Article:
Rivers Demolished Hotels: process followed due to Wike

Our reporter

The senator representing the Rivers East Senatorial District, George Thompson Sekibo, said on Sunday that Rivers State Governor Nyesom Wike had followed due process in demolishing hotels and replacing them with schools.

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Remember that just two weeks ago, Gov Wike, while monitoring the level of compliance with COVID-19, discovered two hotels that grossly violated the NCDC guidelines of the Nigeria Disease Control Center and ordered an immediate demolition of the hotels to save its citizens.

Sekibo, who spoke to journalists in Abuja, also said he was convinced that Governor Nyesom Wike, being a lawyer and Democrat, followed the law and due process before approving the demolition of the affected hotels.

Senator Sekibo, in supporting the governor's move, said the government reserved all right to convert confiscated properties for public use.

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The senator further explained: "I am concerned about the negative comments against the governor on social media, however, most of the things we read on social media are not verified and we don't even know if they are true or not".

"I did not read the Executive Order that the governor signed as part of the measures to curb COVID – 19. I am also not familiar with the other instructions he is giving in the state, as I have been in Abuja since the time the federal government blocked the FCT and other parts of the country so far ”.

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“The law must follow the course of anyone who owns a hotel and he is violating the blocking order or any of the state's laws, the governor is a Democrat and he is a lawyer. As a lawyer, I think he will not leave Port Harcourt, where there are many hotels, and move to Eleme and reach only two hotels to destroy. Perhaps something of a criminal or anti-public interest was being done there. I believe that he will follow due process and he may have followed due process, because I do not know all the laws of the state ”.

Read too: Wike preaches unit while PDP opens Rivers new exco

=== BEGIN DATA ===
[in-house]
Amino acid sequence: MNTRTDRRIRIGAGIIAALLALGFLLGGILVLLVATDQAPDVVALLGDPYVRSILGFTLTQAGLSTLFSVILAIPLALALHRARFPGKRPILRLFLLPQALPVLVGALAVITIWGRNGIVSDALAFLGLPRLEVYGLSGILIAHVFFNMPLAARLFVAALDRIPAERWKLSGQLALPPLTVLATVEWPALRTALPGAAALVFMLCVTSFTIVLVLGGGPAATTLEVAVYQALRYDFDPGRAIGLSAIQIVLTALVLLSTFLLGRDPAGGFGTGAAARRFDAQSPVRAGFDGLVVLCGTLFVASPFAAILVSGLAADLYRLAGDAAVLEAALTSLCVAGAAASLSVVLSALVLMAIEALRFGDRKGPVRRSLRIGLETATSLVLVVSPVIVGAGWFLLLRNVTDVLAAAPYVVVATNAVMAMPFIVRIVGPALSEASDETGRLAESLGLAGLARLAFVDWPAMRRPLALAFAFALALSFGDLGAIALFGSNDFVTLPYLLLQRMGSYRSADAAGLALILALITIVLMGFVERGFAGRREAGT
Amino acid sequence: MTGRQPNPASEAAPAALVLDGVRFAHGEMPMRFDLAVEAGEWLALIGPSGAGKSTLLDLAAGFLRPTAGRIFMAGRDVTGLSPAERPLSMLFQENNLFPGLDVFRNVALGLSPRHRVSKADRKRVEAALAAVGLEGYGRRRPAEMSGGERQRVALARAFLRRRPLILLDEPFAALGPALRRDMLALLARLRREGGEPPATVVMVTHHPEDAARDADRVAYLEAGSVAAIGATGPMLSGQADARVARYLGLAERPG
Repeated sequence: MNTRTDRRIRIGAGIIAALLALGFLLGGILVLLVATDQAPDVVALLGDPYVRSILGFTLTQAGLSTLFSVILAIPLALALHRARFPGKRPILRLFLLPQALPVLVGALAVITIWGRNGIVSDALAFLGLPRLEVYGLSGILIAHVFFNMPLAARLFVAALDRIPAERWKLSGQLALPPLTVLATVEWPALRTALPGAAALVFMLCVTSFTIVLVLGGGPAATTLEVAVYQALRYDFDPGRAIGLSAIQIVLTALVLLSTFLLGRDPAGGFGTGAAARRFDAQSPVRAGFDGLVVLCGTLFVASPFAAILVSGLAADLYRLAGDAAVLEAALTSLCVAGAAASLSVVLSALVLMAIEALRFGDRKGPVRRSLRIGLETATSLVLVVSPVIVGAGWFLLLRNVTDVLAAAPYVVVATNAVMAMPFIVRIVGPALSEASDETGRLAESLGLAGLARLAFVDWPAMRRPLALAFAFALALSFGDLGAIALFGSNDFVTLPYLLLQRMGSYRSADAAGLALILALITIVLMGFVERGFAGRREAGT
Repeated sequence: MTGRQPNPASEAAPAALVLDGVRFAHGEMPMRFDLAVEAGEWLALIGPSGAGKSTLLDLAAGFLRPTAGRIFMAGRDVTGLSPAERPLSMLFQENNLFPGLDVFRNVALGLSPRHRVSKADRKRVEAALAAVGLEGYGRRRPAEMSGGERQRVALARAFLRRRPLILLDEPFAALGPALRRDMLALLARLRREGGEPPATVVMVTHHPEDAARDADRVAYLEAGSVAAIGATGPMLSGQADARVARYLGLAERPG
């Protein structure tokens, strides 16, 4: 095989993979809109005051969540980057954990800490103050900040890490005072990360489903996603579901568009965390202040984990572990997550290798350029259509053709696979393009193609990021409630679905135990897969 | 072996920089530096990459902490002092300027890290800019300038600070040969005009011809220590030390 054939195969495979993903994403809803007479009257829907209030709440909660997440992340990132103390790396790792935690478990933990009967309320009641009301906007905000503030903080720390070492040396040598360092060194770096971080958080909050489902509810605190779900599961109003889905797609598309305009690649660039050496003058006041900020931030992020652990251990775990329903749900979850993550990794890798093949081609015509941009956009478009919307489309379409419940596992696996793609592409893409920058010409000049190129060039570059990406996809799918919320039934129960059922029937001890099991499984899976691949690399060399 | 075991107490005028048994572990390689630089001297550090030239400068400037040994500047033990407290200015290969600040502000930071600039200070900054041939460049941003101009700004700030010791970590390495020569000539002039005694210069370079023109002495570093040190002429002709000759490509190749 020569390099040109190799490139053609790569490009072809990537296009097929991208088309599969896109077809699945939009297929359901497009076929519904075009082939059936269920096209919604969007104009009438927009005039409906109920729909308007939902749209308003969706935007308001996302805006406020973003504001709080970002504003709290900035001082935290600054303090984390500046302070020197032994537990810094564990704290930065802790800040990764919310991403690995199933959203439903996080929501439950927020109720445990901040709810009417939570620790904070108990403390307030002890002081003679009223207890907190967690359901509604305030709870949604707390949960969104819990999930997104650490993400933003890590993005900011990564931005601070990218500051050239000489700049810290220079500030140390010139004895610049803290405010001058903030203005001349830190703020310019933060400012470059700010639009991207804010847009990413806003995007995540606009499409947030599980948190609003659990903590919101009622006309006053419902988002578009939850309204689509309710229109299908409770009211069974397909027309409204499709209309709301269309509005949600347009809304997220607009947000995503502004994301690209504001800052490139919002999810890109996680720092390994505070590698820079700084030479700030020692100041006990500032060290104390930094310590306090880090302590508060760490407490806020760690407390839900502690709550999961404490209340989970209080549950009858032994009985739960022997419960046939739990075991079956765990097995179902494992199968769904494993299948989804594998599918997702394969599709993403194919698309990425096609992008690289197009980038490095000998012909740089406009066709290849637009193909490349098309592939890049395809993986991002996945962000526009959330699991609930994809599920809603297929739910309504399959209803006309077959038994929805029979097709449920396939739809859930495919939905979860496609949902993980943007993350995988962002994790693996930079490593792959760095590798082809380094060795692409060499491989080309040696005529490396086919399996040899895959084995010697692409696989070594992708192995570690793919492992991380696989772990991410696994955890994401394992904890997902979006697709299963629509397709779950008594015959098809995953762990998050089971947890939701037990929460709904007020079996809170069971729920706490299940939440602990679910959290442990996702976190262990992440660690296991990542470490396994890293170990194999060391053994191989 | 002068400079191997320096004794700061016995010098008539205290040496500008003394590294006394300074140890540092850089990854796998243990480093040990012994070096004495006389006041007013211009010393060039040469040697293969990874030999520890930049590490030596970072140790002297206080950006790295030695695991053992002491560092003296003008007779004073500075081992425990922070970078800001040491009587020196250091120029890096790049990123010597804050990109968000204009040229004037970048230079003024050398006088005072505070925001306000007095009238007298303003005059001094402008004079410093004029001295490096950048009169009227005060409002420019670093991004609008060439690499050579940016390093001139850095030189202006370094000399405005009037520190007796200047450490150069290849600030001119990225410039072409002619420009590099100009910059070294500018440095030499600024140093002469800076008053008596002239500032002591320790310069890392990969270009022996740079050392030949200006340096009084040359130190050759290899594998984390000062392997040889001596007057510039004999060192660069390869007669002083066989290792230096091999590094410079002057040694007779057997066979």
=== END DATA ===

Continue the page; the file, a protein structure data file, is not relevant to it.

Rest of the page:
“I am not at the State Assembly House. They may have their own laws that they are also following. For example, if a kidnapper is caught in the act under the force of the state's anti-kidnapping law, he accepts it and this law covers other areas of criminal activity. ”

“Therefore, a person who commits kidnapping and related criminal activity can have his property confiscated. If a property is confiscated based on the application of the laws of the state that is the law and you cannot blame the governor based on that ”.

"The structure of the property could be overturned and the land left empty without development or the government may decide to use the land for anything else in the public interest."

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“I heard stories that one of the young owners of one of the hotels is an alleged criminal, declared wanted by the state government. If it is a criminal situation related to kidnapping and killing, the state's anti-kidnapping law will insure you ”.

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“If the law keeps you and the governor takes such action against him, there is no way for you to go and consult the governor. The governor is struggling to ensure that COVID-19 does not spread very widely in the state ”.

On converting property to build a primary school, Sekibo said, if the law says a criminal's land should be confiscated, it will be taken over by the government.

“If it is now a government land, the government has the power to place any structure it wants to build on it. If the government decides to build a school on the land, it is for public or community service ”.

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